STEP 1. Work with an Experienced Probate Real Estate Agent
If you are interested in shopping for probate homes, an excellent way to start is to let a probate real estate agent [broker] know that you’re interested. If you would like to buy a home by overbidding the parties who are interested in the same property as you are, you can expect a call from several probate attorneys in Southern California.
Here’s why: Overbids are the best way for heirs (the probate attorney’s clients) to make the most money from the sale of their probate home or property.
So, when heirs are out of state, and they want to sell a property quickly, they may take the first bid. However, when they see there’s more money to be made when over-bidders step in, they look to probate real estate agents and their clients to up the ante. Thus, over bidders are in high demand. As stated above, it’s an excellent way to own real estate… for the right types of people.
Step 2. Be on the Lookout for Overbid Leads
If you’re also in contact with probate real estate agents, you can ask them to notify you of available properties. They should be glad to take you to see the properties in person, which is better than a photo, if at all possible. Even if the probate process has gotten to the point where you can only get the house through an overbid, it should still be open for viewing. Make an appointment, and investigate the house thoroughly.
When you find something you want, go to the court even if there’s already a bid. The court rules say you have to show up in person to overbid, so the rigidity of the law works in your favor as a buyer. Woody Allen said, “Eighty percent of success is showing up,” which particularly applies to probate overbids.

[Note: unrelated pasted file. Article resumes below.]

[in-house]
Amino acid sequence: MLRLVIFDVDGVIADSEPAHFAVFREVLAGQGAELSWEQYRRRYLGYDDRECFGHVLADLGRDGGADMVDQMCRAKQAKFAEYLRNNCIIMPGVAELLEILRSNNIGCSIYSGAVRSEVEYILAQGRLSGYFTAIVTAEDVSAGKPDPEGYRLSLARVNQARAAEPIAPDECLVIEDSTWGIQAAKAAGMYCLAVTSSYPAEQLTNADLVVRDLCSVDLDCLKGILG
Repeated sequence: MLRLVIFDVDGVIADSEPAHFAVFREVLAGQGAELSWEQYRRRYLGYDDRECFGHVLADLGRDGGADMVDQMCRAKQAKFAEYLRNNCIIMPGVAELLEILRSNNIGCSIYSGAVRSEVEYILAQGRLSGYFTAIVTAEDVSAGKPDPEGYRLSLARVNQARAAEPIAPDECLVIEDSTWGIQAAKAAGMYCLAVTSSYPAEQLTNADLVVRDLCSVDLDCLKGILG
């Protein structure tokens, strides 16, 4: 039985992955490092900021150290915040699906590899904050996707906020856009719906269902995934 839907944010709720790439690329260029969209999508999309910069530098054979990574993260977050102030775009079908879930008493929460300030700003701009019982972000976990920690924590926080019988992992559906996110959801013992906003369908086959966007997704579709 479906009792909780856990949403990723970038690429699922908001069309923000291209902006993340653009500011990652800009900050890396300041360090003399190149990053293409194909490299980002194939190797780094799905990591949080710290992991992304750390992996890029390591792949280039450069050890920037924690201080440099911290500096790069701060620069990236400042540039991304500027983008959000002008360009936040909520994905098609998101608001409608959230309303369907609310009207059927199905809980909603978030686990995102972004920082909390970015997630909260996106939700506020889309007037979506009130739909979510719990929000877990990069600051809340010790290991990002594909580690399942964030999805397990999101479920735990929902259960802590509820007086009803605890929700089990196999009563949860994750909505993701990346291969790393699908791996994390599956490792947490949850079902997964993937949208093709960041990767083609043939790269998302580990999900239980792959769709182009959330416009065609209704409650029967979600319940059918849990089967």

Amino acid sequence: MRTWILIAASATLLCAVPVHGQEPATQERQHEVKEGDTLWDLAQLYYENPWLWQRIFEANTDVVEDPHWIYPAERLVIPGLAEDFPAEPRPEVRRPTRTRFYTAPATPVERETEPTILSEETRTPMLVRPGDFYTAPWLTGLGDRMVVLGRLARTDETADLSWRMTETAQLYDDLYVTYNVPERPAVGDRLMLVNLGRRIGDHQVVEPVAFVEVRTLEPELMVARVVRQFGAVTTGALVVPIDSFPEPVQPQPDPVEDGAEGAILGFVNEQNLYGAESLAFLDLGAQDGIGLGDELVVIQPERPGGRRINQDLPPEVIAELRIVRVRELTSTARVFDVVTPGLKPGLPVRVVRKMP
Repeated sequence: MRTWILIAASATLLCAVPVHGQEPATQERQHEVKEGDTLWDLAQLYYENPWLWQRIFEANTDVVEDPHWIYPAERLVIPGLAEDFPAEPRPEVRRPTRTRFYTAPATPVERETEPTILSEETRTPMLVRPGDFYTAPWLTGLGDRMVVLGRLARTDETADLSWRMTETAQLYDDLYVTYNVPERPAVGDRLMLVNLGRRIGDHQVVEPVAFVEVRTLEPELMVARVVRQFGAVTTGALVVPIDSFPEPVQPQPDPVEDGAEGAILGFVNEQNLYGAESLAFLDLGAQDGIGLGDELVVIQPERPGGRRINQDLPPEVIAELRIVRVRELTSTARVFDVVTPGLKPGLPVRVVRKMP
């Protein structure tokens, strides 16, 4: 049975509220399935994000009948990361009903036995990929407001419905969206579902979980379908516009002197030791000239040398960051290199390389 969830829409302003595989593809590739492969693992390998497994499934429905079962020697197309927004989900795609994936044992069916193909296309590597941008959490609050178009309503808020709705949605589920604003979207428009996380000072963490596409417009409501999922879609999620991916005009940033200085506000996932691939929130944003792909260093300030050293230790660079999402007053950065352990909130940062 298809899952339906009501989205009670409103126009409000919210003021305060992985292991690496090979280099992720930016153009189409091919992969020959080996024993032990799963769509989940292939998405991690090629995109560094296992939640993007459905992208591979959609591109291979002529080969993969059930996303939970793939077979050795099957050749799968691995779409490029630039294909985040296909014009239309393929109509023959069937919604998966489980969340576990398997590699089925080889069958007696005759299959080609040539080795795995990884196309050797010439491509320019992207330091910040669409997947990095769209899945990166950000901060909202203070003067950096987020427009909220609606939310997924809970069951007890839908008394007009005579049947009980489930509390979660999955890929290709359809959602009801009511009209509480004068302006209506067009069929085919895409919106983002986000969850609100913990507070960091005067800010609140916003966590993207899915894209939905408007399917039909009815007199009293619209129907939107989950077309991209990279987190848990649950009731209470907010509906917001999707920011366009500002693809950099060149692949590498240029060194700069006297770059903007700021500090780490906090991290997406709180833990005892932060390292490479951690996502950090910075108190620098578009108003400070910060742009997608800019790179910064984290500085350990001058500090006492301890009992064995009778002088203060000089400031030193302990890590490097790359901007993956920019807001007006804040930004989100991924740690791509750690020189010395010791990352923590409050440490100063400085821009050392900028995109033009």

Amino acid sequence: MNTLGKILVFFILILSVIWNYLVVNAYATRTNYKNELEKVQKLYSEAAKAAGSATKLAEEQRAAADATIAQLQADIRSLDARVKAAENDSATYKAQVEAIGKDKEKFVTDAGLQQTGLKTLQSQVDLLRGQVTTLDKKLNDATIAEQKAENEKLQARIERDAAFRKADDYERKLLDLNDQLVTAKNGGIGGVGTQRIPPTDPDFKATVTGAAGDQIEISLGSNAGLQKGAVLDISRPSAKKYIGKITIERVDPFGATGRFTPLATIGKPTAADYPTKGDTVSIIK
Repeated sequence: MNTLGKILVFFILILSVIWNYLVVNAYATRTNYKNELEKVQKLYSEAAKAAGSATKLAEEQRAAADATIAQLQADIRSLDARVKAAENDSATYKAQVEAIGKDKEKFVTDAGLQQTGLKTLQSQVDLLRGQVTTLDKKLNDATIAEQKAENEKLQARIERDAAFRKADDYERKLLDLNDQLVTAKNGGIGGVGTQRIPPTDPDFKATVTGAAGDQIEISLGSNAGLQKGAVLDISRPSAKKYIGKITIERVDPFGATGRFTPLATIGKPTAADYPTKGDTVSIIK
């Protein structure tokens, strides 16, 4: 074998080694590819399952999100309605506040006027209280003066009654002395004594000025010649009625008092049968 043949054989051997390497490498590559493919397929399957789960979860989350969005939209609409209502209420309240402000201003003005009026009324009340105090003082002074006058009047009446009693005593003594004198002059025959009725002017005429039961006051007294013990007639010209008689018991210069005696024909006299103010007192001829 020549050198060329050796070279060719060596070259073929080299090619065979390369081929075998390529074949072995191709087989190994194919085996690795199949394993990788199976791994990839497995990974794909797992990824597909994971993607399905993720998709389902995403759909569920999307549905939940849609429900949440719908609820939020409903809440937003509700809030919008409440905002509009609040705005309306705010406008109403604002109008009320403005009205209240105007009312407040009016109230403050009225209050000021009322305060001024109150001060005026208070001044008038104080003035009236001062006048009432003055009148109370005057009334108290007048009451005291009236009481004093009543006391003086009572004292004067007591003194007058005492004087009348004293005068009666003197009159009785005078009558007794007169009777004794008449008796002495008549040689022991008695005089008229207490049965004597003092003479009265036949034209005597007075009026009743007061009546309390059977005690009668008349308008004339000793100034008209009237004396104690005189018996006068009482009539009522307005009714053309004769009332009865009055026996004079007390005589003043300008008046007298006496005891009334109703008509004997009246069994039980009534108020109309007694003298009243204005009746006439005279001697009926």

As you’re choosing among properties remember that these houses are sold “as-is.”
STEP 3. “As-Is” is AS-IS.
A probate house may have been in the family for years. Or rented out to weirdo’s. It means that you cannot expect anything from the current owners—not a termite clearance or a plumbing repair. Don’t even expect a fresh coat of paint.
Factor in the sprucing up and repairs that you’ll have to do (or you may hire someone to do it for you). Consider this while you’re thinking about your highest bid—and especially before you get caught up in “winning” at all costs. That’s why it’s good to bring your probate real estate agent with you to the court hearing.
Step 4. Bring a Cashier’s Check for the Proper Amount to the Hearing
So, the legal minimum-starting overbid begins at 10% of the first $10,000 over the accepted bid. Then you add 5% of the remaining balance of the current accepted offer. To give you an example, say there was a property with an accepted bid of $190,000. To figure out the legal minimum overbid, you would take 10% of the first $10,000 (which equals $1,000) and then take 5% of the remaining $180,000 ($190,000 – $10,000) x .05 = $9,000. Together, that makes $10,000 ($1,000 + $9,000), making the legal minimum overbid on the property $200,000 ($190,000 + $10,000).
You have to bring with you a cashier’s check for an amount equal to 10% deposit of that amount. With a cashier’s check for $20,000 (10% of $200,000), you can bid on the property in question. From that starting point, the judge will determine the minimum incremental bid on the house, and you could find yourself competing with one or more other buyers interested in taking the property off the owner’s hands.
Also, plan on bringing additional cashier checks in varying increments to cover the 10% earnest money deposit. Here’s why: the final price may not be $200,000 just because you brought a cashier’s check for 10% of that amount. That check is like your ante in a poker game. It allows you to play, but doesn’t guarantee you a winning hand or that you’ll take the pot.